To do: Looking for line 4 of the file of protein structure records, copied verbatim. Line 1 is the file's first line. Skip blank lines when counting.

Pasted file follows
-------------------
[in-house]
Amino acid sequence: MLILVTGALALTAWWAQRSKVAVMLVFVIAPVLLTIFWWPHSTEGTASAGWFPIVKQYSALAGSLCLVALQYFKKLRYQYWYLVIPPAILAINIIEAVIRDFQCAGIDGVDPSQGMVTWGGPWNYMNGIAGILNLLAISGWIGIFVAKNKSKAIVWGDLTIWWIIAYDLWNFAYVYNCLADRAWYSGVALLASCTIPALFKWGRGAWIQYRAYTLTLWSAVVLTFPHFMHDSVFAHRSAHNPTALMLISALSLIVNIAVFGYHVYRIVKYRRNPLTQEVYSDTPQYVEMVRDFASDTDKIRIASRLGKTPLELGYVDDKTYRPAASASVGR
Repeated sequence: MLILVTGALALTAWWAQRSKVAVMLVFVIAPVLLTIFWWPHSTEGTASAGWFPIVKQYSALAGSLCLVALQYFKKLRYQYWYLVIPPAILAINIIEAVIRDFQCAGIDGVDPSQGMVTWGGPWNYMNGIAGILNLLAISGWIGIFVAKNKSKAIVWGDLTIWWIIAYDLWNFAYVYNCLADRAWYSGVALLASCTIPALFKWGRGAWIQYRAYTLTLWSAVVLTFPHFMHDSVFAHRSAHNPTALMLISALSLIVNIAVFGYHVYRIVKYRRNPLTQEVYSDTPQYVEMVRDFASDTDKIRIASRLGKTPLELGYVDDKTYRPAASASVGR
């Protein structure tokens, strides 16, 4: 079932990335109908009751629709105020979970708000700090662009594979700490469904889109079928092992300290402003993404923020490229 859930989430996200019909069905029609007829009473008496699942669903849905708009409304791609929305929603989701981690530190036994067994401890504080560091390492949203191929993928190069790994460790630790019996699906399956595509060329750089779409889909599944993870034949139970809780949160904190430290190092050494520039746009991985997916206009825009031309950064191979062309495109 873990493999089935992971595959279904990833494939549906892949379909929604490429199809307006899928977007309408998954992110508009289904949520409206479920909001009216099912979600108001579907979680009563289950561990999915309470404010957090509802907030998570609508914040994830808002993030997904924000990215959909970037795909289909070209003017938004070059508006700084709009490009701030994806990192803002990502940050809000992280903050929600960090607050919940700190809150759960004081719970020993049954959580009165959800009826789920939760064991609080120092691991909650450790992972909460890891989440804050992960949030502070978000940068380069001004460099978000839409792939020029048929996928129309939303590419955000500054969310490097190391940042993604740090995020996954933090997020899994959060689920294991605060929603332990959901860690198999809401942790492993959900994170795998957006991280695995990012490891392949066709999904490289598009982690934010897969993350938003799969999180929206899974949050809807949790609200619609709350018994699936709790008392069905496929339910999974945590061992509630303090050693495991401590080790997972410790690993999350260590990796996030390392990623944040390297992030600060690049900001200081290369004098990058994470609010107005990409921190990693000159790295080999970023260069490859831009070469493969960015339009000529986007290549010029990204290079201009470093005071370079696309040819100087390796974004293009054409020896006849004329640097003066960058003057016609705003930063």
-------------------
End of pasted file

């Protein structure tokens, strides 16, 4: 079932990335109908009751629709105020979970708000700090662009594979700490469904889109079928092992300290402003993404923020490229 859930989430996200019909069905029609007829009473008496699942669903849905708009409304791609929305929603989701981690530190036994067994401890504080560091390492949203191929993928190069790994460790630790019996699906399956595509060329750089779409889909599944993870034949139970809780949160904190430290190092050494520039746009991985997916206009825009031309950064191979062309495109 873990493999089935992971595959279904990833494939549906892949379909929604490429199809307006899928977007309408998954992110508009289904949520409206479920909001009216099912979600108001579907979680009563289950561990999915309470404010957090509802907030998570609508914040994830808002993030997904924000990215959909970037795909289909070209003017938004070059508006700084709009490009701030994806990192803002990502940050809000992280903050929600960090607050919940700190809150759960004081719970020993049954959580009165959800009826789920939760064991609080120092691991909650450790992972909460890891989440804050992960949030502070978000940068380069001004460099978000839409792939020029048929996928129309939303590419955000500054969310490097190391940042993604740090995020996954933090997020899994959060689920294991605060929603332990959901860690198999809401942790492993959900994170795998957006991280695995990012490891392949066709999904490289598009982690934010897969993350938003799969999180929206899974949050809807949790609200619609709350018994699936709790008392069905496929339910999974945590061992509630303090050693495991401590080790997972410790690993999350260590990796996030390392990623944040390297992030600060690049900001200081290369004098990058994470609010107005990409921190990693000159790295080999970023260069490859831009070469493969960015339009000529986007290549010029990204290079201009470093005071370079696309040819100087390796974004293009054409020896006849004329640097003066960058003057016609705003930063």